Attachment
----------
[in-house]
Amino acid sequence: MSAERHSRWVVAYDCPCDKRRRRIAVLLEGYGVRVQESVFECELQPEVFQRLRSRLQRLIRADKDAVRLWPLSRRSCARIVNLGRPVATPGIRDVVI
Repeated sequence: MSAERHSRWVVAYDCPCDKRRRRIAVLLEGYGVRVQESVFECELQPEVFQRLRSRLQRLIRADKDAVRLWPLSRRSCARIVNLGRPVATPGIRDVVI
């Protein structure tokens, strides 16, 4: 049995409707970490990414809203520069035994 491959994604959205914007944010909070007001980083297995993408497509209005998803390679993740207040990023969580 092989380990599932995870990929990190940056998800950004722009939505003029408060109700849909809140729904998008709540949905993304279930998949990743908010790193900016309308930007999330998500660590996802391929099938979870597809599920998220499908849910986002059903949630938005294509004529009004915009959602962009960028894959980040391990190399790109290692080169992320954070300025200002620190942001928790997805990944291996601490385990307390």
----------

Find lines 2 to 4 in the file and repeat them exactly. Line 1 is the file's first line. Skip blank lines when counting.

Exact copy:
Amino acid sequence: MSAERHSRWVVAYDCPCDKRRRRIAVLLEGYGVRVQESVFECELQPEVFQRLRSRLQRLIRADKDAVRLWPLSRRSCARIVNLGRPVATPGIRDVVI
Repeated sequence: MSAERHSRWVVAYDCPCDKRRRRIAVLLEGYGVRVQESVFECELQPEVFQRLRSRLQRLIRADKDAVRLWPLSRRSCARIVNLGRPVATPGIRDVVI
């Protein structure tokens, strides 16, 4: 049995409707970490990414809203520069035994 491959994604959205914007944010909070007001980083297995993408497509209005998803390679993740207040990023969580 092989380990599932995870990929990190940056998800950004722009939505003029408060109700849909809140729904998008709540949905993304279930998949990743908010790193900016309308930007999330998500660590996802391929099938979870597809599920998220499908849910986002059903949630938005294509004529009004915009959602962009960028894959980040391990190399790109290692080169992320954070300025200002620190942001928790997805990944291996601490385990307390």